Trans fatty acid intake is inversely related to total sperm count in young healthy men.Hum Reprod. 2014 Mar; 29(3):429-40.HR
Is intake of fatty acids related to semen quality among young men?
The intake of trans fatty acids is inversely related to total sperm count in healthy young men.
WHAT IS KNOWN ALREADY
Spain has seen an increase in the proportion of calories consumed as fat over the same period that a downward trend in semen quality has been observed. In addition, rodent models suggest that trans fat intake may severely affect testicular function.
STUDY DESIGN, SIZE, DURATION
Cross-sectional study of 209 men recruited between October 2010 and November 2011.
PARTICIPANTS/MATERIALS, SETTING, METHODS
A group of 209 healthy young university students 18-23 years of age provided a semen sample and completed a previously validated food frequency questionnaire. The association between intake of fatty acids with semen quality parameters (sperm concentration, motility, morphology and total count) was assessed using multivariate linear regression.
MAIN RESULTS AND THE ROLE OF THE CHANCE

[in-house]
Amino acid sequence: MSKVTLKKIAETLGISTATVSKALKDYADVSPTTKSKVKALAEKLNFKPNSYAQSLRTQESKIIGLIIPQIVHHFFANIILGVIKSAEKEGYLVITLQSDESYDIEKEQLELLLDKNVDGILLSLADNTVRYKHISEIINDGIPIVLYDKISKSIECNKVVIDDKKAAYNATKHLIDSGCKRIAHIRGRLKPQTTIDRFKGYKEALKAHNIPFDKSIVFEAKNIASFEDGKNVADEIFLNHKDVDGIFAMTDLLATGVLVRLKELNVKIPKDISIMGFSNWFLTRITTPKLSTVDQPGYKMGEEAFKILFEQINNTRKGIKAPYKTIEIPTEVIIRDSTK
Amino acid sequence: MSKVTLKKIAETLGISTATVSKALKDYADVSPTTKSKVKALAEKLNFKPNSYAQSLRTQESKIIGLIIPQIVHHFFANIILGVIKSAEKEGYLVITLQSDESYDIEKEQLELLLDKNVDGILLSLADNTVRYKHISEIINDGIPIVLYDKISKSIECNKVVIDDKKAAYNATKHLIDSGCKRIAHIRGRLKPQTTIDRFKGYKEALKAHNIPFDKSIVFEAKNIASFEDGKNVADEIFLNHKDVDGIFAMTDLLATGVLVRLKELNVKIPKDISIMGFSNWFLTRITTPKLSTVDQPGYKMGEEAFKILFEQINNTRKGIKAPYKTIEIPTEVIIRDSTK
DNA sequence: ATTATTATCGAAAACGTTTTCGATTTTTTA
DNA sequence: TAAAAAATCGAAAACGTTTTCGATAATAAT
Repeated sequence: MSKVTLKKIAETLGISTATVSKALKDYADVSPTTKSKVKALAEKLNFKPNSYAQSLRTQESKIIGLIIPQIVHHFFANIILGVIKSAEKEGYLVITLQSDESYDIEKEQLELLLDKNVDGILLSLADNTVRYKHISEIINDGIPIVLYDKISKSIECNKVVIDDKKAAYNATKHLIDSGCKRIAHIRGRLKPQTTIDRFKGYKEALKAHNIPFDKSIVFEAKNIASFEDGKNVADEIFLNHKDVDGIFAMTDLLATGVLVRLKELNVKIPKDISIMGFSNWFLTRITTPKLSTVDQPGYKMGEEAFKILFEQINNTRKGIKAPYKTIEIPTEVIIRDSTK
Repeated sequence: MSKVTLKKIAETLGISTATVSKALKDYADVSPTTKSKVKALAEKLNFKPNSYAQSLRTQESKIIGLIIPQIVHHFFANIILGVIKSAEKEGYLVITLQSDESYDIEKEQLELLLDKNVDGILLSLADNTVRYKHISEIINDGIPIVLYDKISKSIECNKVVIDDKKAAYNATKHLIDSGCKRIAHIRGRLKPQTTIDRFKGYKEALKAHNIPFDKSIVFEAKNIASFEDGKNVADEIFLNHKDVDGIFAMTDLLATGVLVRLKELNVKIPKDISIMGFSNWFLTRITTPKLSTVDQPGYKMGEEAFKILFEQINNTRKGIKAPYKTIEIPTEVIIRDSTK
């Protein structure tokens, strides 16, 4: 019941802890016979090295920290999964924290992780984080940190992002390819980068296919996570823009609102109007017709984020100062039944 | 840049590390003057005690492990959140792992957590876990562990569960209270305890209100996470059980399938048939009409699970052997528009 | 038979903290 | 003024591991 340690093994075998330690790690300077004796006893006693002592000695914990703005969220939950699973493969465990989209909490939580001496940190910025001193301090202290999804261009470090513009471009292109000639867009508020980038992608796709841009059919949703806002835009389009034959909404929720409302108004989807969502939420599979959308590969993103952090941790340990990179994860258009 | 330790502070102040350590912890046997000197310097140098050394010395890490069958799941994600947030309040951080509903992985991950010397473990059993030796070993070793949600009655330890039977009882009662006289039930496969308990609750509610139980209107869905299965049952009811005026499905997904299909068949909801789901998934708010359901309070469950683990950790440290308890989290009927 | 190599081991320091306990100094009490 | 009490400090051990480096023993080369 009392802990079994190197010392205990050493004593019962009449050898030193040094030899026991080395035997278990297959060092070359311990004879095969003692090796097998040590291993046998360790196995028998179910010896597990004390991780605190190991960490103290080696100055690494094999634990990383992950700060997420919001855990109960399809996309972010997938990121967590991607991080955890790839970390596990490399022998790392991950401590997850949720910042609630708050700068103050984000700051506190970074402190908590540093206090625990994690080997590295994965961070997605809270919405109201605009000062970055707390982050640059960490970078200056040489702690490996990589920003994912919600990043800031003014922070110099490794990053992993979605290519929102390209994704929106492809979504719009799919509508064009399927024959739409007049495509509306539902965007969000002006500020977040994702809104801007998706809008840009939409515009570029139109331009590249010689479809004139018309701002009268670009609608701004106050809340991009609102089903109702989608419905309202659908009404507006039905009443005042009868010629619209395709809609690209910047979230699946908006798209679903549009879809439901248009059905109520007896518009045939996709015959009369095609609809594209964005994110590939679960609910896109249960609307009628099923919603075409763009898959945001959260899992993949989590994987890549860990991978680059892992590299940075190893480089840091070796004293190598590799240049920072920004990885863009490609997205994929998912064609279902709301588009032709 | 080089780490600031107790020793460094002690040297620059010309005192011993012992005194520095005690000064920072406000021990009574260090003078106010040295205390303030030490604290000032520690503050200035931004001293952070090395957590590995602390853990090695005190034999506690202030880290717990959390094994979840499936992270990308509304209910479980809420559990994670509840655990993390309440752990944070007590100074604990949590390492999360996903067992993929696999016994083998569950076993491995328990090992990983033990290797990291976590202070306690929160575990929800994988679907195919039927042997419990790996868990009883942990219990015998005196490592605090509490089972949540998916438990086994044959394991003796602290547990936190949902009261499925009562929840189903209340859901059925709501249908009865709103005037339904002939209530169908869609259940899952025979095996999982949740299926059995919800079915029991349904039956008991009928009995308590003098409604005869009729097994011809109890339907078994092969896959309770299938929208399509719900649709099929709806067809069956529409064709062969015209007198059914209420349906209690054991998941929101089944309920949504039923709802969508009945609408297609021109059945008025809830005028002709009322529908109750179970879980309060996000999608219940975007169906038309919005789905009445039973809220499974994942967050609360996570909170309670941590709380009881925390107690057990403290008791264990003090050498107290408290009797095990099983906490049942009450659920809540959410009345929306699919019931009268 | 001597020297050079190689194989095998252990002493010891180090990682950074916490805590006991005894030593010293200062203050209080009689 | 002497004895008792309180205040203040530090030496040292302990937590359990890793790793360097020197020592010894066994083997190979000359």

Trans fatty acid intake was inversely related to total sperm count after adjusting for potential confounders (P, trend = 0.03). The multivariate adjusted mean (95% confidence interval) total sperm count in increasing quartiles of trans fat intake was 144 (110-190), 113 (87-148), 100 (18-130) and 89 (69-117). There also was an inverse association between cholesterol intake and ejaculate volume (P, trend = 0.04). No other statistically significant relations were observed.
LIMITATIONS, REASONS FOR CAUTION
The cross-sectional design of the study limits causal inference, we cannot exclude the possibility of unmeasured confounding and there was insufficient statistical power to identify modest associations.
WIDER IMPLICATIONS OF THE FINDINGS
The results of this study, together with previous experimental work in rodents and biomarker studies among infertility patients, suggest that intake of trans fatty acids may be related to lower semen quality. Although the data provide further evidence that diet is a modifiable factor that could impact male fertility, it is not known whether the observed differences in sperm count translate into differences in fertility.
STUDY FUNDING/COMPETING INTEREST(S)
This work was supported by The Seneca Foundation, Regional Agency of Science and Technology, grant no 00694/PI/04, Ministerio de Ciencia e Innovación, Instituto de Salud Carlos III (FIS), grant no PI10/00985, and grant P30 DK46200 from the National Institutes of Health. The authors have no competing interests to declare.